Neuralink and beyond: a boom in startups that want to connect our brains to computers


In September Neuralink, Elon Musk’s brain implant companyhas announced that it will finally start recruiting volunteers for a clinical evaluation to test your device. It goes o.a “brain-computer interface” (BCI) able to pick up the electrical activity of neurons and convert these signals into commands to control an external device, usually a computer. The use of such a device is predominantly of a medical nature: the stated purpose of the company is in fact allow paralyzed people control the cursor or keyboard with just your thoughts.


But Neuralink it is not the only company active in the field. In 2023, the main competitor of Musk’s neurotechnology company, Sync, demonstrated the long-term safety of his implant. Other startups then tested their devices on human subjects, and several companies entered the scene. “It may seem like a landmark year, but it’s actually the result of decades of work on campus,” says Sumner Norman, a researcher at the California Institute of Technology and co-founder and CEO of the startup Forest Neurotechlaunched last October.

The beginnings BCIs date back to the 1960s and 1970s, when the first devices were tested on laboratory animals. As researchers began to better understand the brain, these systems evolved and became more sophisticated, allowing paralyzed people move robotic arms, play video games and communicate with the mind. From a largely academic activity, BCIs have become the focus of a growing group of companies born after the founding of Neuralink in 2016.”Science and technology have reached a level of maturity where they can begin to have real and astounding effects on the human condition— says Jacob Robinson, the company’s CEO and founder startup Motif Neurotech and professor of engineering at Rice University -. People like Elon Musk have recognized its potential and are investing capital to commercialize this technology“.

Despite the recent controversy surrounding the treatment reserved for the group of monkeys Neuralink uses as guinea pigs, Musk’s company recently gathered more $43 million in venture capitalleading company k over $323 million, according to data filed by the US Securities and Exchange Commission. Even government investments, especially those of the United States Defense Advanced Research Projects Agency US National Institutes of Health Brain Initiative, have helped move the industry. The latter invested more than $3 billion for neuroscience research since 2014.

A smaller and less invasive device

The latest frontier of this technology focuses on creating more salable devices. Companies are developing wireless systems with the goal of making practical systems available for patients to use at home more compact, more flexible systems and able to record more neural data than traditional ones Field of Utah, a comb device used to detect brain signals widely used as a BCI but considered rather invasive. Synchron, which is based in New York, is experimenting new solutions: his brain implant, similar to a stentit has already raised $145 million since 2016. And in January 2023, the company released data from four paralyzed patients in Australia it had tested, showing that its device could safely transmit nerve signals from inside a blood vessel to the human brain without significant side effects. The signal quality remained stable throughout the twelve months of the study and the device allowed the participants to do so send text messages, emails and browse the web using only brain activity. The novelty of this microdevice is that it does not require invasive surgery to be implanted, but instead is placed through a slit at the base of the neck and inserted into motor cortexthe part of the brain that controls movement through the jugular vein. The device is powered by a small battery placed under the skin chest. Synchron has already implanted the system in ten patients, including six in a US feasibility study supported by the Brain Initiative.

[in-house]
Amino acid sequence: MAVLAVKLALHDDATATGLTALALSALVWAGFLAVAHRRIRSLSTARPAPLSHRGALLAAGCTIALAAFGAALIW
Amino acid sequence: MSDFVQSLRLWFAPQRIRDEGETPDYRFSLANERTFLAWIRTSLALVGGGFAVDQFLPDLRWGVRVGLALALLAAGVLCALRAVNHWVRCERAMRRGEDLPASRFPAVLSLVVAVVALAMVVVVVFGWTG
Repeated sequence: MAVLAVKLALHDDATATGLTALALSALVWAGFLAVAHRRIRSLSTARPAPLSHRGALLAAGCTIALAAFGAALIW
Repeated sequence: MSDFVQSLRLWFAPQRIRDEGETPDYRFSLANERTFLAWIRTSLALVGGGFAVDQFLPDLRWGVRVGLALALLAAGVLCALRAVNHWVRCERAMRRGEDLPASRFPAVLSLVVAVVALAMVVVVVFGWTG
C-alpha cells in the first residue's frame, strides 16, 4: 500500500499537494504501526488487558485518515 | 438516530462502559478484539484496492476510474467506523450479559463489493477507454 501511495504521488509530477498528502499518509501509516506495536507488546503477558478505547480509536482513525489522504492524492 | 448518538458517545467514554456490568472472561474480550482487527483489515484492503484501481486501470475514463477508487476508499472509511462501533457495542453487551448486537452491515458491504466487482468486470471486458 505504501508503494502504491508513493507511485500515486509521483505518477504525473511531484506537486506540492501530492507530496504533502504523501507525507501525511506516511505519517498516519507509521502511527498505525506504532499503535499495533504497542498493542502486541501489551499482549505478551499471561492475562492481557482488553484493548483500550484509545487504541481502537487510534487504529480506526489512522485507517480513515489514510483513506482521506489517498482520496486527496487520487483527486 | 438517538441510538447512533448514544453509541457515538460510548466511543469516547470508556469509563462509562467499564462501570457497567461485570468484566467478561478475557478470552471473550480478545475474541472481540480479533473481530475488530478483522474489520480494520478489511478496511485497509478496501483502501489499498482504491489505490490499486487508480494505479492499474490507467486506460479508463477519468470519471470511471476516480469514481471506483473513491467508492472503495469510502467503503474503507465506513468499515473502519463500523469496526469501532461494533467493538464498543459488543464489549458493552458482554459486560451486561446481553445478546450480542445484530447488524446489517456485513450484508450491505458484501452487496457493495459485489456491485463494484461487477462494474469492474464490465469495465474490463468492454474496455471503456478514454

Innovative device

In 2023, other companies were testing new types of devices on humans. In spring, Exact neuroscience, based in New York, implanted his BCI in three people for about fifteen minutes. Patients were undergoing brain surgery for other reasons, and Precision wanted to see if its implant would be able to “read,” recording and mapping electrical activity from the surface of the brain. The startup has since conducted similar tests on two other patients and plans to expand the study in 2024. It was founded in 2021 by Benjamin Rapoport, who was also co-founder of NeuralinkPrecision developed AND field (vector) of thin layers one-fifth the width of a human hair that adhere to the surface of the brain. The technology was designed to be less invasive than implants such asField of Utah, which are located deeper in the brain. Penetration of traditional fields can actually cause inflammation and scarring of brain tissue, resulting in loss of signal quality over time.


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